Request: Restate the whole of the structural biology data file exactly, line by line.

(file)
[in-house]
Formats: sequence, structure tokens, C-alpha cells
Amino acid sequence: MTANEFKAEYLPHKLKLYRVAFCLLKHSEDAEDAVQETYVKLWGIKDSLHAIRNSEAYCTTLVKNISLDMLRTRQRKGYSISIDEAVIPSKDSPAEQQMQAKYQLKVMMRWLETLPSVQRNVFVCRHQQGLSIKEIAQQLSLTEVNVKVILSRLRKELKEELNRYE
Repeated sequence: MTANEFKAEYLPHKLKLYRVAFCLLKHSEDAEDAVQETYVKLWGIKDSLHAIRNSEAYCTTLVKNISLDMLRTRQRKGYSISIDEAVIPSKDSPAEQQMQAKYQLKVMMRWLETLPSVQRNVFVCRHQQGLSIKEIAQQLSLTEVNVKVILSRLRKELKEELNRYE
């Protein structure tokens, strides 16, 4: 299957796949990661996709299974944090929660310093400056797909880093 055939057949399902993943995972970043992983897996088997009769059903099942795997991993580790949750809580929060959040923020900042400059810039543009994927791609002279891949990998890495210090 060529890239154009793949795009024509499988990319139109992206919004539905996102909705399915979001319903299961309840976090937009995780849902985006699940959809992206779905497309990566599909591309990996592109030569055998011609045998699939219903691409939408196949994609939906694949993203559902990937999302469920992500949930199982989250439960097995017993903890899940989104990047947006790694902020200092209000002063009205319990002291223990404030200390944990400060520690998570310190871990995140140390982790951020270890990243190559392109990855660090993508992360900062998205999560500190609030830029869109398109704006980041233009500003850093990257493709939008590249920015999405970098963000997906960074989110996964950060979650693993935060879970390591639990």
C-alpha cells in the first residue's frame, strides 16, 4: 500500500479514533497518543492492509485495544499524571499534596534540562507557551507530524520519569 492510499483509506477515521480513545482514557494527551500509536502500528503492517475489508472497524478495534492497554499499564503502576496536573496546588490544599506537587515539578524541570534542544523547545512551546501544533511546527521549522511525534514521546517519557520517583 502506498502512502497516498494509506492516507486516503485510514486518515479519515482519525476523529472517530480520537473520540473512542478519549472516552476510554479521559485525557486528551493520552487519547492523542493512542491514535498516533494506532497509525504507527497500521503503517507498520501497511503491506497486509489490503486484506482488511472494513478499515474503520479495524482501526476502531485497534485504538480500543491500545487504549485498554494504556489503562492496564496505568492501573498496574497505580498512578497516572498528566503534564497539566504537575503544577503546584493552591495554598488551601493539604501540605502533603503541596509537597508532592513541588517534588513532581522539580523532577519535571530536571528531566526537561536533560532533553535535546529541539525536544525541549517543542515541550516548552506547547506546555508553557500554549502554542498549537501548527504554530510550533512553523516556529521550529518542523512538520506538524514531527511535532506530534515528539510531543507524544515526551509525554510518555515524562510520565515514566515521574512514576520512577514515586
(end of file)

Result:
[in-house]
Formats: sequence, structure tokens, C-alpha cells
Amino acid sequence: MTANEFKAEYLPHKLKLYRVAFCLLKHSEDAEDAVQETYVKLWGIKDSLHAIRNSEAYCTTLVKNISLDMLRTRQRKGYSISIDEAVIPSKDSPAEQQMQAKYQLKVMMRWLETLPSVQRNVFVCRHQQGLSIKEIAQQLSLTEVNVKVILSRLRKELKEELNRYE
Repeated sequence: MTANEFKAEYLPHKLKLYRVAFCLLKHSEDAEDAVQETYVKLWGIKDSLHAIRNSEAYCTTLVKNISLDMLRTRQRKGYSISIDEAVIPSKDSPAEQQMQAKYQLKVMMRWLETLPSVQRNVFVCRHQQGLSIKEIAQQLSLTEVNVKVILSRLRKELKEELNRYE
């Protein structure tokens, strides 16, 4: 299957796949990661996709299974944090929660310093400056797909880093 055939057949399902993943995972970043992983897996088997009769059903099942795997991993580790949750809580929060959040923020900042400059810039543009994927791609002279891949990998890495210090 060529890239154009793949795009024509499988990319139109992206919004539905996102909705399915979001319903299961309840976090937009995780849902985006699940959809992206779905497309990566599909591309990996592109030569055998011609045998699939219903691409939408196949994609939906694949993203559902990937999302469920992500949930199982989250439960097995017993903890899940989104990047947006790694902020200092209000002063009205319990002291223990404030200390944990400060520690998570310190871990995140140390982790951020270890990243190559392109990855660090993508992360900062998205999560500190609030830029869109398109704006980041233009500003850093990257493709939008590249920015999405970098963000997906960074989110996964950060979650693993935060879970390591639990």
C-alpha cells in the first residue's frame, strides 16, 4: 500500500479514533497518543492492509485495544499524571499534596534540562507557551507530524520519569 492510499483509506477515521480513545482514557494527551500509536502500528503492517475489508472497524478495534492497554499499564503502576496536573496546588490544599506537587515539578524541570534542544523547545512551546501544533511546527521549522511525534514521546517519557520517583 502506498502512502497516498494509506492516507486516503485510514486518515479519515482519525476523529472517530480520537473520540473512542478519549472516552476510554479521559485525557486528551493520552487519547492523542493512542491514535498516533494506532497509525504507527497500521503503517507498520501497511503491506497486509489490503486484506482488511472494513478499515474503520479495524482501526476502531485497534485504538480500543491500545487504549485498554494504556489503562492496564496505568492501573498496574497505580498512578497516572498528566503534564497539566504537575503544577503546584493552591495554598488551601493539604501540605502533603503541596509537597508532592513541588517534588513532581522539580523532577519535571530536571528531566526537561536533560532533553535535546529541539525536544525541549517543542515541550516548552506547547506546555508553557500554549502554542498549537501548527504554530510550533512553523516556529521550529518542523512538520506538524514531527511535532506530534515528539510531543507524544515526551509525554510518555515524562510520565515514566515521574512514576520512577514515586